1. Hey, is a there a cracking large picket line* of construction workers at San Francisco’s failed Octavia “Boulevard” and Haight Street going on these days? Hell yes! Does it get started early in the AM? Apparently. Does it go 24-7? IDK. Does it sometime go around the block where a new building is going in?? Yes, with some people visible at Octavia and Market. This one writes itself, people!

2. Is there an empty jumbo jet from Emirates Airline just sitting around at SFO, just waiting to take Emirates Team New Zealand back Down Under except, uh oh, the team just can’t get its ninth victory in the America’s Cup Finals? Is it bad juju to plan on winning like this? (Some on the Team think so.) Or is it good planning? IDK. Anyway, I’d be looking for a big old honking Airbus A380 or a late-model Boeing 777. I mean, Emirates flies out of SFO all the time (they want to be the “hub for the world” and they just might make it someday) but they don’t have scheduled flights to NZ, that’s for sure. (Perhaps they always have a plane available for standby IDK)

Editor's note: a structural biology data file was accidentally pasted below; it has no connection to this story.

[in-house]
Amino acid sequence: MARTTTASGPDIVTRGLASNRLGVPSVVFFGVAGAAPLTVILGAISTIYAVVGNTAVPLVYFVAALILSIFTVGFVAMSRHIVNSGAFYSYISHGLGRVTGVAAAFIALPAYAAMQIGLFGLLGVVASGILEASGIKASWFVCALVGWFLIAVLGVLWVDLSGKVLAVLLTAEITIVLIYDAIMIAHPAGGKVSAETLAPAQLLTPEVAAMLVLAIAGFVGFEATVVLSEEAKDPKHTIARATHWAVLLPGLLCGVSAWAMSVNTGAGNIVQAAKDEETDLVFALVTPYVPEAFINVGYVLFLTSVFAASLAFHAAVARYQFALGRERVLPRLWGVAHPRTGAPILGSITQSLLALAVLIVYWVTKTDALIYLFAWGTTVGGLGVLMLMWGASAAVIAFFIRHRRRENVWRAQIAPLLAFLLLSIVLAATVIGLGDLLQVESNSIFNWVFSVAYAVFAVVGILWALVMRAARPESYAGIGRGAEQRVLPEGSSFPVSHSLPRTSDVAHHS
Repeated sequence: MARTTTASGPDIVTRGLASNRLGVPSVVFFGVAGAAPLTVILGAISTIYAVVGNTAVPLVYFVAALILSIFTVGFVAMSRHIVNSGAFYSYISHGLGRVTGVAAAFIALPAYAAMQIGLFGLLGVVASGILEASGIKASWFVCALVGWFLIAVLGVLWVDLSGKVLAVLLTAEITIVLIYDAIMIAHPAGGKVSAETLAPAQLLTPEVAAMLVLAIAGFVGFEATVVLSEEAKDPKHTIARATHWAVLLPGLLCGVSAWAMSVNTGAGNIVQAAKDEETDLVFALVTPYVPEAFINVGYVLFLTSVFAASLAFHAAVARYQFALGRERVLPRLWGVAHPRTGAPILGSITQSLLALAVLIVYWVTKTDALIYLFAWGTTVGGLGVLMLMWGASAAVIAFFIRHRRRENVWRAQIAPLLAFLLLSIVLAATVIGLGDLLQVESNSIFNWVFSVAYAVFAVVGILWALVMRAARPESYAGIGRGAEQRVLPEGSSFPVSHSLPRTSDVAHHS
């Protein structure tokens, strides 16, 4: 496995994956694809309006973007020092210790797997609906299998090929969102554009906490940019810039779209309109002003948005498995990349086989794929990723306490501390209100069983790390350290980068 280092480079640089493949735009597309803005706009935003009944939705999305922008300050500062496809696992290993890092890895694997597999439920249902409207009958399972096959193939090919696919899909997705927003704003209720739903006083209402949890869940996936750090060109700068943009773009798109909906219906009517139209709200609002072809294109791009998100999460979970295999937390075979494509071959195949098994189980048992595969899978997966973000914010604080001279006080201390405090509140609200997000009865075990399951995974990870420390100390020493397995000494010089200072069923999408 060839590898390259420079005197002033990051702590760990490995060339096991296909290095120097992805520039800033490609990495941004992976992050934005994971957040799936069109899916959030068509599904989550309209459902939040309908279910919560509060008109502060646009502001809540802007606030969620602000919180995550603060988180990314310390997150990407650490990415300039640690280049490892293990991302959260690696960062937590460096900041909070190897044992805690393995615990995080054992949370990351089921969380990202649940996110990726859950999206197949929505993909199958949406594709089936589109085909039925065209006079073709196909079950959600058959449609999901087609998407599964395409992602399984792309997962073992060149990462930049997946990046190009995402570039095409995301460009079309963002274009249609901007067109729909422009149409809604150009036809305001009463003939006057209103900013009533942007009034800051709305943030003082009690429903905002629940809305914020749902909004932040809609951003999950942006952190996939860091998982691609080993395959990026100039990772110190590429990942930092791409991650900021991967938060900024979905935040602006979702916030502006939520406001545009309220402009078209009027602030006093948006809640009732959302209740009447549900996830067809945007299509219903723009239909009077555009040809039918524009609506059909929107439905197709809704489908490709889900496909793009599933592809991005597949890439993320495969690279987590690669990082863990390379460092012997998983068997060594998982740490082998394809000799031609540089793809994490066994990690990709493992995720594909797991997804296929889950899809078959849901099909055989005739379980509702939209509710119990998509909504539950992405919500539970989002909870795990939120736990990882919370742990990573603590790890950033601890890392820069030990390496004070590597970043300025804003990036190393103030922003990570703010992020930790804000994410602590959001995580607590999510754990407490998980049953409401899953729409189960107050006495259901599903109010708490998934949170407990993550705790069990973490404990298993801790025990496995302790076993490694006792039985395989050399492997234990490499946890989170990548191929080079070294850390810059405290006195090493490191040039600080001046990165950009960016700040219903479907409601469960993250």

3. The media covering the 34th America’s Cup boat race had no freaking idea that this debacle could go on for so long so they’ve lost their hotel reservations to the hard-charging Oracle OpenWorld convention? Isn’t it ironic, dontcha think? How is the AC having an economic impact if the town is full? What about the poor kiwi fans? Are they sleeping on couches these days? What about their plane tickets home?